By Lucie Pearce, Head of Marketing at fifty.io
With the narrative of veganism changing over the last decade, plant-based diets are no longer solely the purview of vegans, as the ‘vegan-curious’ and ‘flexitarians’ continue to rise in numbers. Not to mention the one in four adults in the UK now cutting down on meat to get through the cost-of-living crisis.
With Burger King’s target of having a 50% meat-free menu by 2030 an indicator of just how far veganism has come, the battle is on for plant-based brands to really understand who their target market is and how to engage with them.
Veganuary is not only a critical time for a brand in terms of product launches and marketing, but it also offers a rich pool of insights which can help plant-based brands create long term growth strategies. With a record-breaking 700,000 people participating in this year’s Veganuary (up from 250,000 in 2019), it’s important for plant-based brands to capitalise on this exponential growth.
Our own research into this year’s Veganuary audience revealed, as expected, a strong interest in veganism among "eco-conscious city dwellers" with an interest in environmentalism, and "health-conscious consumers," who are concerned with maintaining their well-being and promoting mental health.
Interestingly, we also identified "millennial professionals" - a majority male audience with an interest in business, technology, and digital culture - as a vast untapped market for marketers to target their branding efforts.
These findings demonstrate how a seemingly short-term event, such as Veganuary, can serve as a platform for launching successful long-term marketing strategies that drive growth.
By understanding audiences on a granular level – their passions, motivations, hobbies – separates the broad audience into specific groups, giving a more effective blueprint to create the best strategies and tactics for reaching the right people.
What or who are we marketing towards?
First, you need to understand what motivates vegans, and why they make the lifestyle choices they make, so advertising campaigns can be tailored to their concerns and search intent.
We can start to do this by breaking down the vegan market into its segments. In general, vegans are far more likely to be:
• Politically progressive
• A pet lover
• A woman
• Under 30 years old
• University educated
• Living in an urban area
But when it comes to attracting new vegan customers, brands need to look beyond their current known audience to understand the motivations behind their potential new customers’ lifestyle choices. That way they can tailor their advertising campaigns to align with their concerns and search intent.
Most current marketing strategies targeting the vegan demographic focus on topics such as climate change, animal cruelty and health. However, these strategies often overlook the barriers that prevent meat lovers from trying vegan products and lead many vegans to return to consuming meat. As a result, these strategies may not effectively address the challenges faced by the target audience.
Focusing on the activism aspects of veganism may also prevent resonance for potential casual or mainstream plant-based eaters. An example of a core audience emerging in Veganuary are the ‘Trendy Gen Zers’.
This is a group that, while not primarily engaging with plant-based foods, are always ahead of the curve in trendsetting culture. Plant-based brands marketed as a trend to this group may entice them enough to try, and if enjoyed, continue long term.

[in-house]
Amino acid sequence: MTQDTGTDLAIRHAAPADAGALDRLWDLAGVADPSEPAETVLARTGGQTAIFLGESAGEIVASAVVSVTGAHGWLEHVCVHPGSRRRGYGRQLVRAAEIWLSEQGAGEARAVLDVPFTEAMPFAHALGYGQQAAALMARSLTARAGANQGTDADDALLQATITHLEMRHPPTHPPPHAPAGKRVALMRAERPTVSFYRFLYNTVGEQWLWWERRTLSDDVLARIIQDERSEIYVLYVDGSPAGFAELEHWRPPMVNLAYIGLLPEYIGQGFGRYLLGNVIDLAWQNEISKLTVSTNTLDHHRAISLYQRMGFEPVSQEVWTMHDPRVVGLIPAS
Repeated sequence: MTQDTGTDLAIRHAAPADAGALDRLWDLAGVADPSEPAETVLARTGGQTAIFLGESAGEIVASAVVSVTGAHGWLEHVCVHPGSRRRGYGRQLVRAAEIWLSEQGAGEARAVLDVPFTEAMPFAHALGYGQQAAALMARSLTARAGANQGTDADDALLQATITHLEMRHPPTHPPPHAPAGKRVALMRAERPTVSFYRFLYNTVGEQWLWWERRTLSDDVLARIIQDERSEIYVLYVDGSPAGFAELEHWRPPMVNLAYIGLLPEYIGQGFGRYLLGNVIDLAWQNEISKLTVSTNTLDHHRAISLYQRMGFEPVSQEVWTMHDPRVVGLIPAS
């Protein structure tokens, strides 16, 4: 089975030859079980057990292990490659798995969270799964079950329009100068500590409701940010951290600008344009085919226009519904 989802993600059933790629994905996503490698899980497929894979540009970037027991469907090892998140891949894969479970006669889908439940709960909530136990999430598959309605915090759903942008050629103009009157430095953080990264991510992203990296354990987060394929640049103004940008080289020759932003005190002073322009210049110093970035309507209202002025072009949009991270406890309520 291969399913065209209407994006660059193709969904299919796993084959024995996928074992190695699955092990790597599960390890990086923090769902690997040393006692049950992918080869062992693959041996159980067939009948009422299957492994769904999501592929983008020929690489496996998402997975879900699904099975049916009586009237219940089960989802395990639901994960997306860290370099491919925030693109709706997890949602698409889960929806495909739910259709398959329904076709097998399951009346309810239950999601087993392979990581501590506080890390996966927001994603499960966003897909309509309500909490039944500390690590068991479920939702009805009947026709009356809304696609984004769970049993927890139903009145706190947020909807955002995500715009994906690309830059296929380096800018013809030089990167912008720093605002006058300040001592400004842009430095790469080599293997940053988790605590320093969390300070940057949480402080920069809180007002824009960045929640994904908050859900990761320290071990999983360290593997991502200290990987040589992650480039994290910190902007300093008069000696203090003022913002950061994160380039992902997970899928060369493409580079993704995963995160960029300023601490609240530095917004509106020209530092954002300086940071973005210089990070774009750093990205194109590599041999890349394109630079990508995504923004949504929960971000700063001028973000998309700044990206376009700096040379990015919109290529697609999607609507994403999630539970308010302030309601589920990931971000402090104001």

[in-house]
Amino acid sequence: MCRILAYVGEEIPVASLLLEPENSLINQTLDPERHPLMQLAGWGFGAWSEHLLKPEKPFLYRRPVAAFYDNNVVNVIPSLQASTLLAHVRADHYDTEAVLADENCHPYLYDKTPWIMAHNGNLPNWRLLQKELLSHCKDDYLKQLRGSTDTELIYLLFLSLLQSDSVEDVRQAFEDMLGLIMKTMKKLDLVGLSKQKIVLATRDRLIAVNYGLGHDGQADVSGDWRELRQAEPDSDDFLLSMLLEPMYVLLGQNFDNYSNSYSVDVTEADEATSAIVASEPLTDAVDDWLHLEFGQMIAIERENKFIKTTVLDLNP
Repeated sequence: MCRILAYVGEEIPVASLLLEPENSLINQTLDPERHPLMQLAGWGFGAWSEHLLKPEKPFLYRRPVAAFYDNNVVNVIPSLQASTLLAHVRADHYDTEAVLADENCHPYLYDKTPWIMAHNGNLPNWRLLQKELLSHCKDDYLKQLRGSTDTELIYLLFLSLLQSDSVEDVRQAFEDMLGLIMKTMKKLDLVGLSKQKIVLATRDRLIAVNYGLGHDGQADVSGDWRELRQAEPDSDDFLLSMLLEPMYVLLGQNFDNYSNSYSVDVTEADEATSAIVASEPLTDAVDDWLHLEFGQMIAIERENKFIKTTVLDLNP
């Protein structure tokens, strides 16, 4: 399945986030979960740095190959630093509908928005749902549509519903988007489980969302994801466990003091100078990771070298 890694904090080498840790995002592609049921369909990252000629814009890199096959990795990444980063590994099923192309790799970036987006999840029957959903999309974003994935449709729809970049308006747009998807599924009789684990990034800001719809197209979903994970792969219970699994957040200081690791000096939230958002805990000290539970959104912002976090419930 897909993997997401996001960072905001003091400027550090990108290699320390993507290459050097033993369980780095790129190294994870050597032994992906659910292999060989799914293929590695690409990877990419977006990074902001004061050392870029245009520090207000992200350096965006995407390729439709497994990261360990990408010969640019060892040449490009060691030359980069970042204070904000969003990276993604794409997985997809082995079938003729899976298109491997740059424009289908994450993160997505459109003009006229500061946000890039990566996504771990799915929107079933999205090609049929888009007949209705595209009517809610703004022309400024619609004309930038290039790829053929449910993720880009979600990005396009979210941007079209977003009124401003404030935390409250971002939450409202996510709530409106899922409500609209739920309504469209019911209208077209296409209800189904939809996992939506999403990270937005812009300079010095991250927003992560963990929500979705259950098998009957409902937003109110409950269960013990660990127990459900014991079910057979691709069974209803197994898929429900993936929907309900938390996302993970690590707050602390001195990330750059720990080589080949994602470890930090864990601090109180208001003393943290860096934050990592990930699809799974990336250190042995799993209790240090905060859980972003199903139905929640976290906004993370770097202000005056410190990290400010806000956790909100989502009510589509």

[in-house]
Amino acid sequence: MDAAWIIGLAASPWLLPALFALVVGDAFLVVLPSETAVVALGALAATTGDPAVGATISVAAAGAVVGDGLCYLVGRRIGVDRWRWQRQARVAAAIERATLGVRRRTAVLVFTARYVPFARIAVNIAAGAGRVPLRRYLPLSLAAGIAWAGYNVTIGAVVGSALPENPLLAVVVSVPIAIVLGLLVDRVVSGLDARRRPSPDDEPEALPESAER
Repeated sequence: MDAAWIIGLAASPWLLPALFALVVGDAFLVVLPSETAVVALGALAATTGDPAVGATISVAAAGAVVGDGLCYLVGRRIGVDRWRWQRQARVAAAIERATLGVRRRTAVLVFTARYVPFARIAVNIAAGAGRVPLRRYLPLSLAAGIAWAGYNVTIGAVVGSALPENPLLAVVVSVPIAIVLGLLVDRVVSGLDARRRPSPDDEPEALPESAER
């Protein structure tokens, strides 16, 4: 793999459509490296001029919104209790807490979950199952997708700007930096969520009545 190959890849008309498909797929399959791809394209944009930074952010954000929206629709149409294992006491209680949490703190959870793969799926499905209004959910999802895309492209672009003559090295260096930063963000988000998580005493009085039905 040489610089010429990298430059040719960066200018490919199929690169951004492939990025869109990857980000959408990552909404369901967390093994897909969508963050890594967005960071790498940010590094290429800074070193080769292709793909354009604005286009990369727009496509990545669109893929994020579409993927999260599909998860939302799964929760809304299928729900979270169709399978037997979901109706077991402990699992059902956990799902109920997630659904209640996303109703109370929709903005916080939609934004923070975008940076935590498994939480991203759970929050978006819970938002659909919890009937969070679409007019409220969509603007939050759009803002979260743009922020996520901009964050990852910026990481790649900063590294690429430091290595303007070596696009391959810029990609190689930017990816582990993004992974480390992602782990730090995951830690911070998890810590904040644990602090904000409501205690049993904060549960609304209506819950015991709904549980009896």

Looking through the evolution of the Vegan audience over the years, does in fact reflect shifts happening in the market. Growth of more mainstream audiences reveal the broadening conversation away from topics like animal welfare and environmentalism, and instead to more positive health-conscious and trendy attitudes.
This evolution is a good sign for the plant-based market, but there are still factors to keep in mind with expanding audiences.
Barriers to entry
There are three main barriers to wider adoption of veganism. Firstly, the perception that vegan food is boring or restrictive is an issue that vegan brands have had to contend with for many years, but as the rising numbers of people choosing a vegan diet show, this attitude is on the wane.
Secondly, there are concerns around the nutritional value of vegan products, as many do not believe a wholly vegan diet is enough to sustain oneself.
And lastly, the perceived inconvenience of buying and preparing vegan food is a significant obstacle. However, as our research shows, vegan ‘comfort food’ and ‘dirty veganism’ is growing. Brands like vegan fried chicken company VFC Foods, or plant-based pizzeria Purezza, are leading a foodie revolution where indulgence and flavour are the priority, as well as convenience.
Looking ahead for future marketing strategies
It’s safe to say that veganism is no longer just for vegans, meaning it’s imperative for brands to take advantage of a growing audience and capitalise on interest all year round.
So, how do these insights help plant-based brands when it comes to attracting and retaining new customers?
The growth audiences uncovered indicate vastly different interests, influencers and digital behaviours between consumers, so brands need to first diversify their creative strategies.
To implement this properly, it’s important to gain an understanding of the following:
- What channels are relevant to each audience?
- Which influencers should you be working with?
- What content will appeal to them?
- Who should you be partnering with?
Using audience insights, it’s possible to tailor all of these attributes for each group, resulting in more dynamic, personalised campaigns and ultimately better results.
However, insights are just the beginning of taking your brand to the next level. It is how you activate these insights that will deliver real growth, understanding not only who these audiences are, but how best to reach them.